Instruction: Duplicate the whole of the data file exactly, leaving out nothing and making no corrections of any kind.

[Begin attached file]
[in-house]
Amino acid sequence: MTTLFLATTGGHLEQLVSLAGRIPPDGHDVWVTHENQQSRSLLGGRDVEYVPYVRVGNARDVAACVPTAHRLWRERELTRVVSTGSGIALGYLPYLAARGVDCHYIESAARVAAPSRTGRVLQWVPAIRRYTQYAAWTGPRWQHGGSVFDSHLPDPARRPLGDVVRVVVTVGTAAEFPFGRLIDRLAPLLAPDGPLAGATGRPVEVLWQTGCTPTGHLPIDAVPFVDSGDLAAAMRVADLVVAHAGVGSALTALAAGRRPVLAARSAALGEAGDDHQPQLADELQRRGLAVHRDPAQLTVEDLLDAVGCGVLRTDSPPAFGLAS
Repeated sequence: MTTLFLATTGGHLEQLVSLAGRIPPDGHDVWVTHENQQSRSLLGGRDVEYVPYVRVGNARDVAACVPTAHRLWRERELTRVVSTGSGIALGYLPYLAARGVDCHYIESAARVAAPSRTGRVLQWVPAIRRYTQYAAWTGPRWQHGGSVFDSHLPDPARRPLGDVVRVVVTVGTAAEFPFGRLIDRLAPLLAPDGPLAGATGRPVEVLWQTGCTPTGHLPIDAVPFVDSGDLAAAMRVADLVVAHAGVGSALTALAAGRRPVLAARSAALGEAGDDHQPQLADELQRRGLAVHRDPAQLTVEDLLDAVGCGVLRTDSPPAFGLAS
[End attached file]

[in-house]
Amino acid sequence: MTTLFLATTGGHLEQLVSLAGRIPPDGHDVWVTHENQQSRSLLGGRDVEYVPYVRVGNARDVAACVPTAHRLWRERELTRVVSTGSGIALGYLPYLAARGVDCHYIESAARVAAPSRTGRVLQWVPAIRRYTQYAAWTGPRWQHGGSVFDSHLPDPARRPLGDVVRVVVTVGTAAEFPFGRLIDRLAPLLAPDGPLAGATGRPVEVLWQTGCTPTGHLPIDAVPFVDSGDLAAAMRVADLVVAHAGVGSALTALAAGRRPVLAARSAALGEAGDDHQPQLADELQRRGLAVHRDPAQLTVEDLLDAVGCGVLRTDSPPAFGLAS
Repeated sequence: MTTLFLATTGGHLEQLVSLAGRIPPDGHDVWVTHENQQSRSLLGGRDVEYVPYVRVGNARDVAACVPTAHRLWRERELTRVVSTGSGIALGYLPYLAARGVDCHYIESAARVAAPSRTGRVLQWVPAIRRYTQYAAWTGPRWQHGGSVFDSHLPDPARRPLGDVVRVVVTVGTAAEFPFGRLIDRLAPLLAPDGPLAGATGRPVEVLWQTGCTPTGHLPIDAVPFVDSGDLAAAMRVADLVVAHAGVGSALTALAAGRRPVLAARSAALGEAGDDHQPQLADELQRRGLAVHRDPAQLTVEDLLDAVGCGVLRTDSPPAFGLAS